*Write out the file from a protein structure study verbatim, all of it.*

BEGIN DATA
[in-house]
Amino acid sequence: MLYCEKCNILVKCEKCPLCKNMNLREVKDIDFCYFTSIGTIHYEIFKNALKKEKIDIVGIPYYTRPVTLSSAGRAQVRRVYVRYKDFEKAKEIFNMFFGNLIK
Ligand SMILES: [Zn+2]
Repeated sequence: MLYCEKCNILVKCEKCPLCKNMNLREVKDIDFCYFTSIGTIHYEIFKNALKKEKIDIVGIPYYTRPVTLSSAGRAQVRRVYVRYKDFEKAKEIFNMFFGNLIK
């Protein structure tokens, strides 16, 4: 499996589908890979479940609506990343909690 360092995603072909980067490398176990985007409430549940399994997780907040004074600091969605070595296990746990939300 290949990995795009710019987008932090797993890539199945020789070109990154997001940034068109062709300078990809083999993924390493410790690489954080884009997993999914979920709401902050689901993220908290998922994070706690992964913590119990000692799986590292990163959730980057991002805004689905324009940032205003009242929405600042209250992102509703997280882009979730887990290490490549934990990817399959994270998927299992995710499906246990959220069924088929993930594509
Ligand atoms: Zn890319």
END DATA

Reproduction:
[in-house]
Amino acid sequence: MLYCEKCNILVKCEKCPLCKNMNLREVKDIDFCYFTSIGTIHYEIFKNALKKEKIDIVGIPYYTRPVTLSSAGRAQVRRVYVRYKDFEKAKEIFNMFFGNLIK
Ligand SMILES: [Zn+2]
Repeated sequence: MLYCEKCNILVKCEKCPLCKNMNLREVKDIDFCYFTSIGTIHYEIFKNALKKEKIDIVGIPYYTRPVTLSSAGRAQVRRVYVRYKDFEKAKEIFNMFFGNLIK
């Protein structure tokens, strides 16, 4: 499996589908890979479940609506990343909690 360092995603072909980067490398176990985007409430549940399994997780907040004074600091969605070595296990746990939300 290949990995795009710019987008932090797993890539199945020789070109990154997001940034068109062709300078990809083999993924390493410790690489954080884009997993999914979920709401902050689901993220908290998922994070706690992964913590119990000692799986590292990163959730980057991002805004689905324009940032205003009242929405600042209250992102509703997280882009979730887990290490490549934990990817399959994270998927299992995710499906246990959220069924088929993930594509
Ligand atoms: Zn890319």